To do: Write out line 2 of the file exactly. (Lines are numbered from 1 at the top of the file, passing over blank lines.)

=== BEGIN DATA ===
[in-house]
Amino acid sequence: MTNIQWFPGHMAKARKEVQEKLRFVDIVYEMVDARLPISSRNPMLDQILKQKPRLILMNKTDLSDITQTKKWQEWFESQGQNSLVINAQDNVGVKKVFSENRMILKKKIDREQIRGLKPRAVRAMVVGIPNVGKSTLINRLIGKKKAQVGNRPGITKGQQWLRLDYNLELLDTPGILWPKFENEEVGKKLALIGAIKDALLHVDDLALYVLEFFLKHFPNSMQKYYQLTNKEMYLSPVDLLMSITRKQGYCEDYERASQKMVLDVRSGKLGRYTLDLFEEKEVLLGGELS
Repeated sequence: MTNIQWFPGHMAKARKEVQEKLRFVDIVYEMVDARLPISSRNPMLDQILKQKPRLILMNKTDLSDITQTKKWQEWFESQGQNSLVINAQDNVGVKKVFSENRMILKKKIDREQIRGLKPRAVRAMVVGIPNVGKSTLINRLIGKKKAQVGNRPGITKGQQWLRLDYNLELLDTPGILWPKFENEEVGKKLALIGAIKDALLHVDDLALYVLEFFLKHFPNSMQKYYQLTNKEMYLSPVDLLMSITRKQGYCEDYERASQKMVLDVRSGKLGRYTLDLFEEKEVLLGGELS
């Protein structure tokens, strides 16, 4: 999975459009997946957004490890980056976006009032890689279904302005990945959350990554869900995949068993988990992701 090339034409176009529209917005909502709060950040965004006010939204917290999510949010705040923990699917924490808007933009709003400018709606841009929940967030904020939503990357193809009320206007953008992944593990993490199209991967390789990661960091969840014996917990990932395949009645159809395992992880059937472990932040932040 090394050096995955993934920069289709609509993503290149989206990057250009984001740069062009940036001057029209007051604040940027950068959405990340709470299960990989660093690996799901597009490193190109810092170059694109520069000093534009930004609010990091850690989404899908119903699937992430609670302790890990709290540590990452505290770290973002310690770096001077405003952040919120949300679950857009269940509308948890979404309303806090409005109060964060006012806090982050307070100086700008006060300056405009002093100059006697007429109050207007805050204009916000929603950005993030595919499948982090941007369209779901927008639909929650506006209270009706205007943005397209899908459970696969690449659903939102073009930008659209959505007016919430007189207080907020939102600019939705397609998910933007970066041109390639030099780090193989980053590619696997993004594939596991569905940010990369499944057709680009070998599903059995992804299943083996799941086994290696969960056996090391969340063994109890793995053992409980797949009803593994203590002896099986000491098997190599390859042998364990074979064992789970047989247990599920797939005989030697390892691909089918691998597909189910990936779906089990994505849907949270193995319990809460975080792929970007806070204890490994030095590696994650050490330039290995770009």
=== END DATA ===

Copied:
Amino acid sequence: MTNIQWFPGHMAKARKEVQEKLRFVDIVYEMVDARLPISSRNPMLDQILKQKPRLILMNKTDLSDITQTKKWQEWFESQGQNSLVINAQDNVGVKKVFSENRMILKKKIDREQIRGLKPRAVRAMVVGIPNVGKSTLINRLIGKKKAQVGNRPGITKGQQWLRLDYNLELLDTPGILWPKFENEEVGKKLALIGAIKDALLHVDDLALYVLEFFLKHFPNSMQKYYQLTNKEMYLSPVDLLMSITRKQGYCEDYERASQKMVLDVRSGKLGRYTLDLFEEKEVLLGGELS